Health and Wellness is an important component of our curriculum. This includes many HIV behavior change games,and 95% of local coaches trained know a football game to teach children about how to protect themselves against sexually transmitted diseases, compared to only 31% of coaches who had never attended a CAC training. Returning coaches have noticed an improvement in their players’ overall health and their awareness of the importance of taking care of their bodies following the implementation of CAC games throughout the year.
CAC places an important emphasis on female empowerment and female participation in sports. Out of the 36 role models used On-Field, 25 were female, giving more than 90% of local coaches the tools to teach children about powerful female role models. Games directly addressing female empowerment and women’s roles in society have lead to numerous discussions around the world about the root causes of inequality, traditional roles of women and men, ways of integrating women and girls in the community, or the importance of female participation in sports. This has led to increased female participation, with 70% of local coaches planning on integrating girls in their teams, double the amount at the beginning of the year. Brazil clubs have expressed their desire to add girls to their trainings, and other groups have created girls specific afterschool groups, teams, and leagues. In Zanzibar participants brainstormed five solutions they could implement to give more power to women in their community after playing one of CAC’s gender equity games.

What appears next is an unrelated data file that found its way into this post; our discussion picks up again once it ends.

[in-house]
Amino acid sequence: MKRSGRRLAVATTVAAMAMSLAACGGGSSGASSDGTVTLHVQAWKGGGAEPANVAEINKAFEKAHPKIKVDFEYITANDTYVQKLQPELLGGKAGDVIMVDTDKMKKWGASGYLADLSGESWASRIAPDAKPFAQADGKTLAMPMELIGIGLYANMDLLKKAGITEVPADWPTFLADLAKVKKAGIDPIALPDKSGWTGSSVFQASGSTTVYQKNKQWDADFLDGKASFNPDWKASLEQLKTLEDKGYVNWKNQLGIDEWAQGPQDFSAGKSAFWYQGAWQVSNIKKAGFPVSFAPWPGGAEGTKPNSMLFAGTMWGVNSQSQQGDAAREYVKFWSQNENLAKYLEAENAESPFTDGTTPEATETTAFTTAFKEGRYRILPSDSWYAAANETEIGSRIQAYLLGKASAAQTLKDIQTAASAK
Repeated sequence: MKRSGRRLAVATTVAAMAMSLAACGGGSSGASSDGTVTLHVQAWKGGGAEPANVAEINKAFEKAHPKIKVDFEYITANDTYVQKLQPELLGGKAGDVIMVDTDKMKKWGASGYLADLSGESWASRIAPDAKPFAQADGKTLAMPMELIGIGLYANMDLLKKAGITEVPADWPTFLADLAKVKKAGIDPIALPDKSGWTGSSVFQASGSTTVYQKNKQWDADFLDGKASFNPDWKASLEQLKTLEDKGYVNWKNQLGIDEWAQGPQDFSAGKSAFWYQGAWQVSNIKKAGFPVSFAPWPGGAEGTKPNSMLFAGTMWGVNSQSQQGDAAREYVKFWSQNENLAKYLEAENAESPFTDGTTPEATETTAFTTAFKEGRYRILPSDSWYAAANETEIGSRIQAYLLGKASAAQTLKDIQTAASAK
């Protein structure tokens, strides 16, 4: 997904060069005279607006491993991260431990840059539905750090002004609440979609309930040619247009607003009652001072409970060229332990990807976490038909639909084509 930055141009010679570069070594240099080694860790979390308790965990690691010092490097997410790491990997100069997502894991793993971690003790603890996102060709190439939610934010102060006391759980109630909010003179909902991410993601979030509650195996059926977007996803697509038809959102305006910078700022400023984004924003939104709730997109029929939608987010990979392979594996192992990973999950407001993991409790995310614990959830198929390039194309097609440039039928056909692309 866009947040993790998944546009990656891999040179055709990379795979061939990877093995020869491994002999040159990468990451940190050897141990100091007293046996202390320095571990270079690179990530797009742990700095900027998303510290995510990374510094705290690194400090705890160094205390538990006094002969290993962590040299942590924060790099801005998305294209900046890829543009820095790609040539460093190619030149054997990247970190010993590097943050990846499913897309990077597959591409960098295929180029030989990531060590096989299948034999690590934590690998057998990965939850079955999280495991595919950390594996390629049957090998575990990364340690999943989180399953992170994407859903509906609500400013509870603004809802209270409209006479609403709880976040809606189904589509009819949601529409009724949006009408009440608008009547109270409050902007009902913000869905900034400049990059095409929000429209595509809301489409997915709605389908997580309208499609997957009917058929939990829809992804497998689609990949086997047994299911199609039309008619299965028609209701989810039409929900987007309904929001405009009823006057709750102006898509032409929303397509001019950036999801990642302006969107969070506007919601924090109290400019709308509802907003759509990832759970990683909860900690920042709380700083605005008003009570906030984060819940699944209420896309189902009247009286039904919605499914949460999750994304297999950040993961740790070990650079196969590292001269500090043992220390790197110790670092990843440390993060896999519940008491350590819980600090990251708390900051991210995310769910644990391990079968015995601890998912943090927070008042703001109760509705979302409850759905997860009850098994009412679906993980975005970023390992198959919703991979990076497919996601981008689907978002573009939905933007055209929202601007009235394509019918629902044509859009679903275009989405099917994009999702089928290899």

A few impacts of our conflict resolution and social inclusion games include local coaches engaging in discussions concerning homosexuality and in identifying solutions to tackle widespread corruption. Our Peace Day games have been launched in many communities affected by a long history of conflict and violence such as the DRC and Rwanda. A game between a deaf and an able-bodied team was organized at the end of our program in Sierra Leone that focused largely on integrating people with disabilities; an unprecedented event according to our partner program.
Quantified Impact from our Baseline/Endline Questions:
- Do you know a football game to teach young people to find creative solutions to their problems, both as a team and individually, instead of asking for the answer?
- Do you know a football game to teach young people how to protect themselves from sexually transmitted infections, including HIV/AIDS?
- Do you know a football game to teach young people about the role and place of women and girls on the soccer field, at home and in the community?